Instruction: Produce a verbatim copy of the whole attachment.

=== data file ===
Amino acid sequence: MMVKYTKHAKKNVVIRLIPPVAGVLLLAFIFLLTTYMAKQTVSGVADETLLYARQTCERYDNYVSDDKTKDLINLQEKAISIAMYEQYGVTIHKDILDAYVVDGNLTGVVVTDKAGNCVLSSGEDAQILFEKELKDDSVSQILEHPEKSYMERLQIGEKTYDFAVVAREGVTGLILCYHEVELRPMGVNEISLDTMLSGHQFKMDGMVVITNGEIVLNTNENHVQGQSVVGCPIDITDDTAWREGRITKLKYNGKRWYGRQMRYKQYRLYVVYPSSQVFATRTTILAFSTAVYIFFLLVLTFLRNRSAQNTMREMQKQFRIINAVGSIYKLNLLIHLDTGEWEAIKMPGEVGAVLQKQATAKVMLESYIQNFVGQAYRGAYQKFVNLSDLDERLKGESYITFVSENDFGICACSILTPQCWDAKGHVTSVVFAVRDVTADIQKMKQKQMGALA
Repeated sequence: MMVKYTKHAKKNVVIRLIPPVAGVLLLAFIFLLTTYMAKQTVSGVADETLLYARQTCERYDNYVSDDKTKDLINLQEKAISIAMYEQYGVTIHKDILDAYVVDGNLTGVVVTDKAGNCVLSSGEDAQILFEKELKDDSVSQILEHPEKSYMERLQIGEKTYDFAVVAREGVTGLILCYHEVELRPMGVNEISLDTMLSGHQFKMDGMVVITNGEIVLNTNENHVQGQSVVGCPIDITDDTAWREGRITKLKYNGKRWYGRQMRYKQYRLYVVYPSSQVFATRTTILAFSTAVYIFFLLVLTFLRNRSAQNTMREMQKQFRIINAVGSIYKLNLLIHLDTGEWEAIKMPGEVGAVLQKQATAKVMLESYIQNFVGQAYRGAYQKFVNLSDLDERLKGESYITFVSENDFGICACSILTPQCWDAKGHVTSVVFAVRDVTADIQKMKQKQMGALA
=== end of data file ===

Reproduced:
Amino acid sequence: MMVKYTKHAKKNVVIRLIPPVAGVLLLAFIFLLTTYMAKQTVSGVADETLLYARQTCERYDNYVSDDKTKDLINLQEKAISIAMYEQYGVTIHKDILDAYVVDGNLTGVVVTDKAGNCVLSSGEDAQILFEKELKDDSVSQILEHPEKSYMERLQIGEKTYDFAVVAREGVTGLILCYHEVELRPMGVNEISLDTMLSGHQFKMDGMVVITNGEIVLNTNENHVQGQSVVGCPIDITDDTAWREGRITKLKYNGKRWYGRQMRYKQYRLYVVYPSSQVFATRTTILAFSTAVYIFFLLVLTFLRNRSAQNTMREMQKQFRIINAVGSIYKLNLLIHLDTGEWEAIKMPGEVGAVLQKQATAKVMLESYIQNFVGQAYRGAYQKFVNLSDLDERLKGESYITFVSENDFGICACSILTPQCWDAKGHVTSVVFAVRDVTADIQKMKQKQMGALA
Repeated sequence: MMVKYTKHAKKNVVIRLIPPVAGVLLLAFIFLLTTYMAKQTVSGVADETLLYARQTCERYDNYVSDDKTKDLINLQEKAISIAMYEQYGVTIHKDILDAYVVDGNLTGVVVTDKAGNCVLSSGEDAQILFEKELKDDSVSQILEHPEKSYMERLQIGEKTYDFAVVAREGVTGLILCYHEVELRPMGVNEISLDTMLSGHQFKMDGMVVITNGEIVLNTNENHVQGQSVVGCPIDITDDTAWREGRITKLKYNGKRWYGRQMRYKQYRLYVVYPSSQVFATRTTILAFSTAVYIFFLLVLTFLRNRSAQNTMREMQKQFRIINAVGSIYKLNLLIHLDTGEWEAIKMPGEVGAVLQKQATAKVMLESYIQNFVGQAYRGAYQKFVNLSDLDERLKGESYITFVSENDFGICACSILTPQCWDAKGHVTSVVFAVRDVTADIQKMKQKQMGALA